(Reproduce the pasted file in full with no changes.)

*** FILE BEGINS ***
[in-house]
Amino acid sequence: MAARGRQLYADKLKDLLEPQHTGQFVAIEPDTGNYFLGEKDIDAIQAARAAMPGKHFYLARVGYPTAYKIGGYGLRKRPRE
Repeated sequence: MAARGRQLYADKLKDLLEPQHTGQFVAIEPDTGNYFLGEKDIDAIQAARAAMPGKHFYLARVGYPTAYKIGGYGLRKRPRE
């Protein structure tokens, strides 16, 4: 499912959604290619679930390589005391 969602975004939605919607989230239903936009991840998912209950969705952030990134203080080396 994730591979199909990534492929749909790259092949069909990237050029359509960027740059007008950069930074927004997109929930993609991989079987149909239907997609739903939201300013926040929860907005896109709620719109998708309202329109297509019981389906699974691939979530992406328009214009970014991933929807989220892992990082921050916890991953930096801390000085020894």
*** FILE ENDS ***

[in-house]
Amino acid sequence: MAARGRQLYADKLKDLLEPQHTGQFVAIEPDTGNYFLGEKDIDAIQAARAAMPGKHFYLARVGYPTAYKIGGYGLRKRPRE
Repeated sequence: MAARGRQLYADKLKDLLEPQHTGQFVAIEPDTGNYFLGEKDIDAIQAARAAMPGKHFYLARVGYPTAYKIGGYGLRKRPRE
């Protein structure tokens, strides 16, 4: 499912959604290619679930390589005391 969602975004939605919607989230239903936009991840998912209950969705952030990134203080080396 994730591979199909990534492929749909790259092949069909990237050029359509960027740059007008950069930074927004997109929930993609991989079987149909239907997609739903939201300013926040929860907005896109709620719109998708309202329109297509019981389906699974691939979530992406328009214009970014991933929807989220892992990082921050916890991953930096801390000085020894």